The Crozet Master Plan was originally adopted in 2004, and must be reviewed every five years.  For the past few months, planners have been working with the Crozet Community Advisory Council (CCAC) to adjust the plan.

“When we asked the community about the update and what the focus areas should be, the guiding principle [was] that Crozet should remain Crozet,” said County Planner Rebecca Ragsdale during a work session held Tuesday by the Albemarle County Planning Commission. 

Many Crozet residents were concerned that maps included with the plan showed a total potential population build-out of 24,760, even though the text of the plan capped that figure at 12,000.

The revision involves changes to the map and lowering densities in some areas to bring that number between 15,000 and 17,300.

Commission Chair Tom Loach said he was glad for the lower population numbers, but pointed out they were still higher than the community expected.

“We’re 30% above what [was] originally recommended by the consultants,” Loach said.

The review of the plan also included consideration of two separate requests to change the land use in and around the boundaries of the Crozet plan, but neither request was endorsed by the CCAC or staff.

Celeste Ploumis is seeking an up-zoning of her land at the corner of U.S 250 and Route 240 to create a garden center. She said she’s lived on the property for twenty years, but growth has made her land unsuitable for residential use.

“Planned growth has brought four traffic lights within a mile or so of my home, along with countless subdivisions, shopping centers, and a great increase in population,” Ploumis said.

However, neighbor Lucy Goeke told the Commission she felt granting the request would cause more congestion on Route 250.

“If one more piece of property goes [commercial]… we’ll all be forced to switch,” Goeke said.

20100406-AlbCoPC-W_Yancey Will Yancey

The review of the plan also includes consideration of a request from the Yancey family, owners of the R.A. Yancey Lumber Yard, to add 184 acres to the county’s growth area to create a light industrial business park.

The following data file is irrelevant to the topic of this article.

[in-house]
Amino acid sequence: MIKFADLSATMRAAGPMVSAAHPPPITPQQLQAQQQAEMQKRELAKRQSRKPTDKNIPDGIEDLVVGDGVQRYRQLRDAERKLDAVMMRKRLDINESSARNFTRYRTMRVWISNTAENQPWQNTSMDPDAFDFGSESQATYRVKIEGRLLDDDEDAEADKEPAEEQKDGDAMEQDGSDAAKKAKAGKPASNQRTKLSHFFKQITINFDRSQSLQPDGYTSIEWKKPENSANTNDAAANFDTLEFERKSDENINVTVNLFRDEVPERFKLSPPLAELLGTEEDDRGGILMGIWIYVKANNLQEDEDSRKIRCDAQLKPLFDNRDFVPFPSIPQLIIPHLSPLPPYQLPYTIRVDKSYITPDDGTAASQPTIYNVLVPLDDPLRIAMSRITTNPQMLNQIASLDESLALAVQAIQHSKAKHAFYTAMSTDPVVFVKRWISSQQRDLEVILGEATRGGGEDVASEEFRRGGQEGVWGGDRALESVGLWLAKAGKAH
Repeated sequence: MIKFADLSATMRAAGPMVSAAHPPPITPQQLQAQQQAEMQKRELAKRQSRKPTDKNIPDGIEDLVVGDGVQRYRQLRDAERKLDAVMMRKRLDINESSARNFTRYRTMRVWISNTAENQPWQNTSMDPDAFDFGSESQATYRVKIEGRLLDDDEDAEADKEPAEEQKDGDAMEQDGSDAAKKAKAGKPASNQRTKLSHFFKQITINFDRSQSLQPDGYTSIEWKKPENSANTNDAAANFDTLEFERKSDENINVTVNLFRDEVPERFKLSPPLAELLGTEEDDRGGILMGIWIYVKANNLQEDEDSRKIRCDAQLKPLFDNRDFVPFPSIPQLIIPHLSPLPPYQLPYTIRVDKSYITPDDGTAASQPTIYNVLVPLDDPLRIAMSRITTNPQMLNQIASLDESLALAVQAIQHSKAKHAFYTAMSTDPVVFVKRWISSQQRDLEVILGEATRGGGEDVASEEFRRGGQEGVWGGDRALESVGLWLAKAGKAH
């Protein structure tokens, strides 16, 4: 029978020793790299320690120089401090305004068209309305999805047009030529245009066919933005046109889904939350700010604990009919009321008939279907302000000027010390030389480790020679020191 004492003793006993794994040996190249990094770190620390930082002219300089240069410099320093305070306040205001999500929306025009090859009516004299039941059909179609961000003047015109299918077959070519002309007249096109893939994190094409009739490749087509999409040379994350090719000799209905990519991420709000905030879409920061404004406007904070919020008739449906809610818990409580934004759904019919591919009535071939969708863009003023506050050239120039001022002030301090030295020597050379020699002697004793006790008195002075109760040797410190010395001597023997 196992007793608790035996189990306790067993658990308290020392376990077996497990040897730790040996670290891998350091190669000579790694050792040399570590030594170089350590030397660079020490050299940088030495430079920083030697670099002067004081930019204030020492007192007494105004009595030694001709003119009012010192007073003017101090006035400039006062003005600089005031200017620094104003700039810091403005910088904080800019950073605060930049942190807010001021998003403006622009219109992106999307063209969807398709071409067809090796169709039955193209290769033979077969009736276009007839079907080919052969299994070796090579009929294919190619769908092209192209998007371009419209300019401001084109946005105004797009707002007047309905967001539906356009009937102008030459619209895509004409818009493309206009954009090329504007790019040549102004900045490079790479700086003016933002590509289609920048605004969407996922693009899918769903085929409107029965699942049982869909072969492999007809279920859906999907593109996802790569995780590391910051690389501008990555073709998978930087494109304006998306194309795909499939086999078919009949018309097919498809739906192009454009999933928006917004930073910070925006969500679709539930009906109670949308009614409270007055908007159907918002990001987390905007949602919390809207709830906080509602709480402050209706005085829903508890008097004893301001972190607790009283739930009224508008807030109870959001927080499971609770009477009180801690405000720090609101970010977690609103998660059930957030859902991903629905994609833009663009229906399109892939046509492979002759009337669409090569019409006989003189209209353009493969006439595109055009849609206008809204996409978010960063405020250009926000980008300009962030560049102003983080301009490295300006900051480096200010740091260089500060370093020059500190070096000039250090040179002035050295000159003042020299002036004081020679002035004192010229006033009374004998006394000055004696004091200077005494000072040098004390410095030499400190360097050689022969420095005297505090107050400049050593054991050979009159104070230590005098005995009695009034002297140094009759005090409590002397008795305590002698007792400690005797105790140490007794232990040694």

However, neither staff nor the CCAC support the idea. 

“The recommendation from the community was that if there is a need for more light industrial [land], that it be located in the Crozet development area, and that [Route] 250 continue to be protected from commercial development,” Ragsdale said.

The plan suggests that additional land be designated for industrial uses along Route 240.

“There seems to be two competing visions for where to put an employment center in and around Crozet,” said Will Yancey, representing his family.

During his presentation, Yancey said he felt his land was a more appropriate location for industrial use, claiming trucks could easily access the park via I-64 and a four-lane section of Route 250. He said trucks trying to get to the suggested industrial center on Route 240 would need to travel further and past many residential neighborhoods.

Download Download the Yancey proposal dated September 2, 2008

Mary Rice, a member of the CCAC, said she thought the review process had been positive for the community.

“I think Crozet citizens have regained a lot of faith in the county,” Rice said. “I’d encourage you to keep that faith… and deny any industrial park.”

Crozet resident Mary Gallo said she hoped the Planning Commission and the Board of Supervisors would reject the Yancey proposal, citing the Board’s 2007 decision not to allow the Soccer-Organization of Charlottesville-Albemarle to build an indoor training facility off of Polo Grounds Road because it is not in the growth area.

“That was denied strictly because it was in the rural area,” Gallo said.

20100406-AlbCoPC-Mary_Rice Mary Rice
Chairman Loach pointed out that the Planning Commission has already dismissed the Yancey proposal once, and is only considering it again at the direction of the Board of Supervisors. He also said Yancey did not mention during his presentation that portions of the property are in the South Fork Rivanna Reservoir’s watershed. 

“It has been consistently been the policy of the county not to build in a watershed,” Loach said.

Commissioner Don Franco said he had not made up his mind on the Yancey proposal, but wanted more information the CCAC’s opposition given the Board of Supervisors’ desire to increase the amount of land zoned for light industrial use.

 “If the county decided that it made more sense to  put [light industrial zoning on the Yancey property] and not to put it downtown because of some of the access points, what would make that bearable?”, Franco asked.

Planning Commissioner Ed Smith, who has only been on the body since January, said he can remember when Crozet was a very small place.